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That latest RedC poll – redux… June 29, 2010

Posted by WorldbyStorm in Irish Politics, The Left.
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Okay, had some more time to digest the implications of the latest poll numbers. Again, I haven’t much changed my thoughts that given all the contention over the Kenny/Bruton leadership issue the actual outcome for Fine Gael is pitifully small. They get 3% extra? That’s the best they can do?

But it’s also instructive, perhaps, to those who would argue that if Bruton had succeeded in his goals that Fine Gael would now be doing better, because truth is the increased poll share seems not to be coming from a Labour party already on the up, or from a Fianna Fáil gutted down to its core vote, but from the Independents. And that makes sense. There’s few other places for those votes to come from. Sinn Féin? Hardly likely given the rhetoric over the years, although you’d wonder if some inside FG aren’t thinking back to Frank Flannery and wondering whether he wasn’t a darn sight cleverer and more strategic than they gave him credit given his musings on the suitability of SF as a potential future coalition partner. That won’t happen at the next election, but it might someday and even to air the possibility would be something that might, just might, pull the odd useful transfer FG’s way. But no, Brian Hayes style rhetoric has been the order of the day (although even he softened it slightly in recent times). The Green Party have little to give being on 2%. And erm… that’s it as the numbers stack up.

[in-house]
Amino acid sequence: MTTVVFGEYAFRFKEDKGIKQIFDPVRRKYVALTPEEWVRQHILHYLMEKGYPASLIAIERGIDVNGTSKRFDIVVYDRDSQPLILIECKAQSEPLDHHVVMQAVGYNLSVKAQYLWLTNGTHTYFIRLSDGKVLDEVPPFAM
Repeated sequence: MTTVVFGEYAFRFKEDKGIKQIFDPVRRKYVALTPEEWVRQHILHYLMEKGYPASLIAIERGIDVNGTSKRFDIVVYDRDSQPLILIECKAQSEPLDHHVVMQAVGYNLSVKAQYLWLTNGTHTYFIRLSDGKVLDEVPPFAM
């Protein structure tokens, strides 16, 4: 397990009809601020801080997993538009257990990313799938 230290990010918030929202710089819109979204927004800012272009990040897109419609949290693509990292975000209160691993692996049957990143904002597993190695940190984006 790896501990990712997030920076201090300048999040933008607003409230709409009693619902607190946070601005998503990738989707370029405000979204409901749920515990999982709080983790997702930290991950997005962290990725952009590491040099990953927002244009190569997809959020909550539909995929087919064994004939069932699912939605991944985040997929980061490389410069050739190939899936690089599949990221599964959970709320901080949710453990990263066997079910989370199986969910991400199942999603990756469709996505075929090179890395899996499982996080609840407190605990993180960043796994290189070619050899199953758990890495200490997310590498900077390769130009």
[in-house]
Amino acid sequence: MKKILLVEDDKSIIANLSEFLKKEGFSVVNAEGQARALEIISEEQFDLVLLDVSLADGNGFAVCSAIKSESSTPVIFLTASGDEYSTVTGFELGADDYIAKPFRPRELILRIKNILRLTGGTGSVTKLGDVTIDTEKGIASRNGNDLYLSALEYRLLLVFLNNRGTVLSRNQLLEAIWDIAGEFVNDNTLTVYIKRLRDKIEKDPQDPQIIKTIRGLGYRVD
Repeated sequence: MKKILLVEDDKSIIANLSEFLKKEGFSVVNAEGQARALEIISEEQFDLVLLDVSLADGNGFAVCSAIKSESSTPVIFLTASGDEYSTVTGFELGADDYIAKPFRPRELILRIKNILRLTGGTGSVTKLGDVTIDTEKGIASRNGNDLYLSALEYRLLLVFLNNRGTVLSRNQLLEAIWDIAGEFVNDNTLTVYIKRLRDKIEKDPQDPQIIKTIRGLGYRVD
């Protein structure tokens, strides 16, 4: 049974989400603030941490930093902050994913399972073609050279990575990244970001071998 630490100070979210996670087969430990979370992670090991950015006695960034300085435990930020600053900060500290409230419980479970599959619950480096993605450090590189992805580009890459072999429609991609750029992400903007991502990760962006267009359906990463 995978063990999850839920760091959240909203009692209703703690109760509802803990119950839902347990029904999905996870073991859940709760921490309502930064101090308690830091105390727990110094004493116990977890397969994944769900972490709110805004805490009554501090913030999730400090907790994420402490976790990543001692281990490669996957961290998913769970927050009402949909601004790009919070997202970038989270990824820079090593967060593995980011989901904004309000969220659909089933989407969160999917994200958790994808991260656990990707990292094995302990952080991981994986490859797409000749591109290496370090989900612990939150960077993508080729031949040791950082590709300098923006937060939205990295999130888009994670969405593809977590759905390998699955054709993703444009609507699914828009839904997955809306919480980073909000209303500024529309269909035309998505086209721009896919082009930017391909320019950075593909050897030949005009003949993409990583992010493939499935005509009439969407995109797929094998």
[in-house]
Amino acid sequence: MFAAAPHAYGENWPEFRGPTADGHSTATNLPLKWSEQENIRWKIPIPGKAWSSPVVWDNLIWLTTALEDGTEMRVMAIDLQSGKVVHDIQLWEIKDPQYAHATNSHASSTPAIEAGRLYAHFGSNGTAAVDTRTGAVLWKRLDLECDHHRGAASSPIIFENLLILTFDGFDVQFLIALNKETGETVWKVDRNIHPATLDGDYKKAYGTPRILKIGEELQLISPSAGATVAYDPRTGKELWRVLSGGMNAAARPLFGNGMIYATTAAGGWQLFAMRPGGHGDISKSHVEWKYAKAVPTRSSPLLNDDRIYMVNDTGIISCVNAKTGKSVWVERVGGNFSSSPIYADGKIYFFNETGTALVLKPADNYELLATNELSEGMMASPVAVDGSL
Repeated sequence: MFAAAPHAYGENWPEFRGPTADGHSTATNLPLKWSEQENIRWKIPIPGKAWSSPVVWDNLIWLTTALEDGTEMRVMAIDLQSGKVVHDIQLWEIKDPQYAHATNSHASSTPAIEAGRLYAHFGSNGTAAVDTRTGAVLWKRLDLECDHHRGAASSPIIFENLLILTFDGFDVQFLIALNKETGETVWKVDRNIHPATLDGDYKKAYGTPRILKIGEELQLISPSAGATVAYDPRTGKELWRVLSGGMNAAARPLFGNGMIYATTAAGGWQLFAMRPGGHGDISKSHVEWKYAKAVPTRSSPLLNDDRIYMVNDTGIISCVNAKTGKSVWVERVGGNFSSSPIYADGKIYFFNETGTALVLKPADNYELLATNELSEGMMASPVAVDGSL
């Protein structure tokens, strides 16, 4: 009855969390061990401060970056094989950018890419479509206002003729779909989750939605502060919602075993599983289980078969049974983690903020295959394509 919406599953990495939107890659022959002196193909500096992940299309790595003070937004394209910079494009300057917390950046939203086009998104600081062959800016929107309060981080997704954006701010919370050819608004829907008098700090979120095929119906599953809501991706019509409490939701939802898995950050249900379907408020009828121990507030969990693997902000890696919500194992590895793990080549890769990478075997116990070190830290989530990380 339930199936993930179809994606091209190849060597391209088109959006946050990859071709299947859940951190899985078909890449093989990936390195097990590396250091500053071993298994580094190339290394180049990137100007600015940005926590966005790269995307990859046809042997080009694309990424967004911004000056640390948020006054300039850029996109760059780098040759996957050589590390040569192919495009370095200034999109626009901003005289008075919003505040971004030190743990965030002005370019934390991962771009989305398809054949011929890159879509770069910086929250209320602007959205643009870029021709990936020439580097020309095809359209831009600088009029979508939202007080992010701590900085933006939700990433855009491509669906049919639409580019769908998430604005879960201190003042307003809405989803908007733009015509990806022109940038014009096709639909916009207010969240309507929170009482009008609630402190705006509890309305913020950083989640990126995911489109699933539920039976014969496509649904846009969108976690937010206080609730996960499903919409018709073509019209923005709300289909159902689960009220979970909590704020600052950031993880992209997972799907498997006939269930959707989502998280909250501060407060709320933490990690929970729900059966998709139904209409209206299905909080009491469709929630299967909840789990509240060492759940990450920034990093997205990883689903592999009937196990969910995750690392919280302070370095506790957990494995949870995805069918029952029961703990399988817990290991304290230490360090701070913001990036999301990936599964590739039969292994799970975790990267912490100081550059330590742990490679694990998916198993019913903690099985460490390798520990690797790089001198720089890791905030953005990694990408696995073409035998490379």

The best FG can hope for is a significant decline in the Labour vote from which to harvest increased percentages, but that party with the most popular leader in the country is hardly going to let them get away with that (by the way, entertaining to see Labour’s PR efforts last weekend before this poll was taken where they were clearly trying to reinject themselves into the media narratives for fear their star would wane… you’d think from polls like this that they don’t need to bother that much… they seem to say it best to the Irish people in this state when they say next to nothing at all).

But this stuff around the Independents? This I find really curious, genuinely remarkable in a way. I’d always thought that the Independent vote share might contain essentially Fianna Fáil voters unwilling to publicly acknowledge their rather perverse political association (I jest, I jest!). But here we see that the shift from that group is to FG. Now, of course, the two aren’t mutually exclusive. Perhaps the Independents category provides a means of ‘decontaminating’ (I jest again) former FF voters who have slowly moved towards FG. Or perhaps the situation is more muddled even than that with some of those who afforded their support to FG in the last two years but grew weary of the Kenny brand tilting back towards FF but unable to do so because of the growing perception that they were busted. That too is a dynamic that probably has a currency at this point. No-one is going to want to back FF too much in the current climate, well, no-one other than the 24% or so that now appears to constitute their core vote. By the way, for all the sense that FF may have been beaten back from its urban heartlands and may now be dependent upon its rural fastnesses, precious little evidence, as of yet, that that is having a political impact as regards the hunting issue. And that may account for why so far those voices arguing against the proposed legislation are so muted. FF may well find it convenient at this moment in time not to play to type as an essentially rural party (and almost needless to say, all this remains hypothetical this side of an election in the sense that opinion polls are just polls).